2018 Stats (Rank)
Total Offense: 4,795 Yards (28th)
Offensive Touchdowns: 28 (28th)
Offensive Plays Per Game: 60.4 (27th)
Pass Attempts + Sacks: 553 (24th)
Rush Attempts: 414 (14th)
Run/Pass Split: Run – 42% | Pass – 58%
Unaccounted for Targets: 138
Unaccounted for Carries: 91
Projected Win Total
The Redskins’ over/under currently sits at 6.5, after they went 7-9 last season. This will be a team that steals a couple games they shouldn’t, but overall lack the star talent to compete consistently. They will also feature a rookie at quarterback at some point, with very little talent around him to help him thrive.
Strength of Schedule
SOS is measured by calculating the fantasy points allowed by each team’s opponents to determine who has the easiest and most difficult fantasy schedules (rank #1 has the easiest schedule).
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Welcome to the ugliest passing game in the league. Rookie Dwayne Haskins is expecting to win the quarterback battle, but the group around him won’t do him any favors. He’s undraftable, as is the majority of this group. With Jamison Crowder out of Washington, someone needs to lead this group in targets. When healthy, Paul Richardson was and will continue to be the top receiver. Josh Doctson has a better chance to stay healthy and is in a prove-it year, after failing to live up to expectations. Trey Quinn is the second-year, seventh-round receiver that has seemingly won the slot job and will likely see a large number of targets. Someone will have value, but to what extent is unknown. The ADP of this wide receiver trio is as follows: Quinn (WR86), Richardson (WR92) and Doctson (WR97).
If we’re talking about the most talented player in this receiving group, it is still tight end Jordan Reed. However, they guy simply is unable to stay healthy. He has never played a full season in his career, with his most complete season being 14 games (2015). Last season, Reed played in 13 games, but he certainly wasn’t healthy for that many. But even with all of this considered, he is being severely overlooked in drafts. He is currently being drafted as TE19, and he finished as TE14 last season with three games missed. Inexperienced quarterbacks find security in their tight ends, because the routes are often easier throws and they are a larger target. Same will be true in Washington, and don’t sleep on Vernon Davis when Reed is inevitably inactive.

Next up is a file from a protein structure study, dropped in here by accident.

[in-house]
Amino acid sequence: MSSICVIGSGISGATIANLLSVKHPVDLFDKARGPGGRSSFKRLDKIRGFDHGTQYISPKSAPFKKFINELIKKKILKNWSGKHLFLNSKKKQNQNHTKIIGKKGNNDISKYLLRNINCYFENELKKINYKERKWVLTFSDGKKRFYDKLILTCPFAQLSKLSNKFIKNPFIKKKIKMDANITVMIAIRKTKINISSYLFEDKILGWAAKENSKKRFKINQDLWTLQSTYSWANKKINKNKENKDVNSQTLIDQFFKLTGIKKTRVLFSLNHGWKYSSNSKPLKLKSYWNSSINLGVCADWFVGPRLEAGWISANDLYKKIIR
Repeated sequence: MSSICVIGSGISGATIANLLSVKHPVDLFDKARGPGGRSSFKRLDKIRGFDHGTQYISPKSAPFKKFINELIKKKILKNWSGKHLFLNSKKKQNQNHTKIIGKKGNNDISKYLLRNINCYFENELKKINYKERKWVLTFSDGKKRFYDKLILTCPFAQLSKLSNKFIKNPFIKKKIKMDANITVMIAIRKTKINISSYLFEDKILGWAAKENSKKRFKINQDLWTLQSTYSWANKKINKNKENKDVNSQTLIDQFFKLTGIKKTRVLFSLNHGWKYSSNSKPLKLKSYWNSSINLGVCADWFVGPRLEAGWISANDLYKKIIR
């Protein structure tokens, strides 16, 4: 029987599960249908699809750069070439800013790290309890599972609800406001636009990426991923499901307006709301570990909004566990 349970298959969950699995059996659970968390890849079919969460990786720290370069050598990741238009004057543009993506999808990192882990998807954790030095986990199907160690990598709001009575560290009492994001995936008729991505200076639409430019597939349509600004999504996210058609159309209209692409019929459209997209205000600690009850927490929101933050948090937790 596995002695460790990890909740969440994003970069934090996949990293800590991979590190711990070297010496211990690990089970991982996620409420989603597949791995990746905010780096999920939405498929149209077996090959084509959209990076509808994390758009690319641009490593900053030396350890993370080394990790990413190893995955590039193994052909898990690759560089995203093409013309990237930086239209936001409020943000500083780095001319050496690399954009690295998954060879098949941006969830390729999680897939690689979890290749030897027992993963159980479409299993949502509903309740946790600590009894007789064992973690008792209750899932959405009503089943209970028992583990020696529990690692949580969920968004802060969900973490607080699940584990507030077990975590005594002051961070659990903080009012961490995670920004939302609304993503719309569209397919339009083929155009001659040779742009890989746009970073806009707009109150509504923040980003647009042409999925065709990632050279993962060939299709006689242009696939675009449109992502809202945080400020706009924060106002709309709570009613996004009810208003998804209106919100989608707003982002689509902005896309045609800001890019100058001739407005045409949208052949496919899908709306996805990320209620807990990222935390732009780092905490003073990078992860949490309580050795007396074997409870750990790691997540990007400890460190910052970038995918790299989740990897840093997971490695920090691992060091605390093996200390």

This is also an ugly backfield for fantasy, but this time it’s because it’s too crowded. Derrius Guice is essentially in his rookie season, after a knee injury kept him out last year. The veteran Adrian Peterson filled in nicely, finishing as RB19. Guice returns and is expected to be the lead back, but it’s not like Peterson will sit quietly in the shadows. He wouldn’t have signed if he wouldn’t have a role outside of a handcuff. Guice and Peterson are being drafted as RB29 and RB52 in PPR, respectively. It feels like they will eat into each other’s value, as they will play similar roles.
The man in the backfield that has his own role and is being overlooked is Chris Thompson. We just discussed how bad that receiving group above is, so the Redskins will have to use Thompson as a receiver out of the backfield, like they have his entire career. He has played just ten games in each of the past two seasons, but he has averaged four receptions per game over that span. In fantasy points per game, he finished tied for RB43 last season and RB11 the season prior. He will keep his third down role, but he is bring drafted as RB63 right now.